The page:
Mexican Mammal Study in Coffee Farms

April 4, 2014 by Amanda Caudill


Things we don't tell our mothers

We just completed the field research part of this project! I have to thank my great field crew for all of their hard work and tireless efforts. I couldn't have done it without them! We surveyed 23 sites within 4 habitat types of Smithsonian Bird Friendly coffee, conventional shade coffee, conventional sun coffee, and forested areas.

Field crew, from left to right: Amanda Caudill, Megan Banner, Stephen Brennen, Caitlin Campbell, and Tim Lima

We saw approximately 19 species of mammals from a combination of the small mammal traps and camera traps. We will confirm the field identification of these species after processing the DNA in the lab. The next phase of this project will be analyzing all the data that we collected to see which habitat parameters are important to the abundance and diversity of mammals in this area. I am excited to see what the results tell us!

I saved the last blog of this field work series to uncover all the things that we have kept under wraps for fear of worrying those back home. The tropics are home to a high diversity of species including those of insects, arthropods, and snakes. We have all had our fair share of insect bites—this is only to be expected in warm humid areas and we have had a couple of large furry spiders that have found their way onto our front porch.

Spider, photo by Megan Banner

We have only seen a handful of snakes during this research. I always try my best to educate about the dangers of snake bites—especially when trapping a main item on their menu. Megan found a statistic that says 70% of snake bites are by non-venomous snakes and 50% of bites by venomous snakes are "dry bites", meaning no venom is released. However, snake bites are particularly disconcerting when living in isolated/mountainous areas. There is a very poisonous coral snake in this region dubbed the "20-minute snake," which is terrifying considering that we live 40 minutes from the closest hospital…in reality though, we have rarely seen snakes.

Scorpions though are another story. Let me preface this by saying that most scorpions cannot kill an adult by their sting…that does not mean that it isn't painful. We had a couple of scorpions living in our bathroom water pipes. I'm not sure how that one works, but every once and again a scorpion would crawl out of the sink. Another one was found drown in the bathroom toilet. Caitlin was stung by a tiny scorpion when picking up her field pants from the floor. Luckily because it was so small, it did not have the full blown effects of an adult scorpion, but she said that it felt like a wasp sting which is definitely not pleasant.

Scorpion in sink, photo by Tim Lima

We prop our hiking boots upside down against the wall (i.e. sole of the boot facing up)—in theory this makes it harder for spiders, insects, and other things to crawl up into them…in theory. Additionally, we shake out our boots each morning in hopes that if the upside down method didn't work, whatever is in there will come out. One morning, I shook my boots out as usual and put them on. About 5 minutes later when heading up the driveway to our hiking path, I felt like I had gravel on top of my toes…which was strange. I asked everyone to wait a minute, so I could get the gravel out. I took off my boots, shook it and a big black scorpion fell out and scurried into a hole. I had to take a minute to breath before carrying on…it must have been pinned in the boot so that it couldn't reach its tail up to sting me. Lucky day.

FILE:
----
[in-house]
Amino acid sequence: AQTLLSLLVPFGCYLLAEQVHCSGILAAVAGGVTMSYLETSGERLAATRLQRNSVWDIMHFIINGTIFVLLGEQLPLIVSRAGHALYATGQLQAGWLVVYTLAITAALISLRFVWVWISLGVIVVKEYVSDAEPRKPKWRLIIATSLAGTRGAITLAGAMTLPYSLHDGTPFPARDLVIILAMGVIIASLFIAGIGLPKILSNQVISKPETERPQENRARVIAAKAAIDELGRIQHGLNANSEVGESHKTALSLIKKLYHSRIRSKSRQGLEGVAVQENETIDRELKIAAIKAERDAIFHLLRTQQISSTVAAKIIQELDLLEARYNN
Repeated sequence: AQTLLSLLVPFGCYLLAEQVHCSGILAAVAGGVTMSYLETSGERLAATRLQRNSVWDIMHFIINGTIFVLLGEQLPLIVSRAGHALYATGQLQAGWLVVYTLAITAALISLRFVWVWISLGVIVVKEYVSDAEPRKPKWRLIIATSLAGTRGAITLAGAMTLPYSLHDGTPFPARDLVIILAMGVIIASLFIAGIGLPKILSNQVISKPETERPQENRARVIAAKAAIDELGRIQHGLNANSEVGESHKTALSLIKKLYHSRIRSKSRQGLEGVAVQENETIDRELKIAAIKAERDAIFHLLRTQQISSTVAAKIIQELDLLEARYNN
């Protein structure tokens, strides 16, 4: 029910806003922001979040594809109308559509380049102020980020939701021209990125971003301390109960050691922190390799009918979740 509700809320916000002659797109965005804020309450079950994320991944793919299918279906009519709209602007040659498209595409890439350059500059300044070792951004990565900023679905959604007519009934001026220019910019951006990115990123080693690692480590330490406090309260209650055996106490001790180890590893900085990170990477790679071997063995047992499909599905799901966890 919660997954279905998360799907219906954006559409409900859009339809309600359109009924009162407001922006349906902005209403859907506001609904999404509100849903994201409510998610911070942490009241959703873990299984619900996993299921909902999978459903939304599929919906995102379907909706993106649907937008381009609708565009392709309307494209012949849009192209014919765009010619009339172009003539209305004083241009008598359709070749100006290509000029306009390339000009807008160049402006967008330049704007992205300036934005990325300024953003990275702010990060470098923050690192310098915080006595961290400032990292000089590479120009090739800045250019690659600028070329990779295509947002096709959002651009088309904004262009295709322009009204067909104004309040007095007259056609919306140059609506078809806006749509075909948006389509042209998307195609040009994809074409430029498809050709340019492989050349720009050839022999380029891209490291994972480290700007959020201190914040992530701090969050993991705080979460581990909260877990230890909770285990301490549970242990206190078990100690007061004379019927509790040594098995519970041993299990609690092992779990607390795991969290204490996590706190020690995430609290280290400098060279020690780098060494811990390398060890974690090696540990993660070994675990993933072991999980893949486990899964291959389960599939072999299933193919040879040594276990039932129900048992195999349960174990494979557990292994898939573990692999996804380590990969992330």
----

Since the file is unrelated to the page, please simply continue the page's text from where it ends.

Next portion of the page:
Coffee farm in the mountains

We are all pretty worn out from our intense 3 months of hiking and traversing through the mountains of southern Mexico in search of mammals—but everyone is happy and healthy, so all of you moms can breathe a sigh of relief ☺ We collected a lot of valuable data that will be used to aid in the enhancement of mammal habitat in coffee landscapes.

The field crew profile this week is of Tim Lima. He recently graduated from the University of Rhode Island with a degree in Wildlife Conservation Biology.

Why were you interested in doing this field work?

I wanted to gain experience doing international field work and I have an interest in applied conservation towards sustainable agriculture.

Favorite thing so far:

Being able to talk to the farm managers/owners about their different practices, seeing and handling animals that other people usually get to see, and exploring this unique landscape.

Special skills:

Meticulous mammal measuring, identifying tree species, and keeping spirits high around the house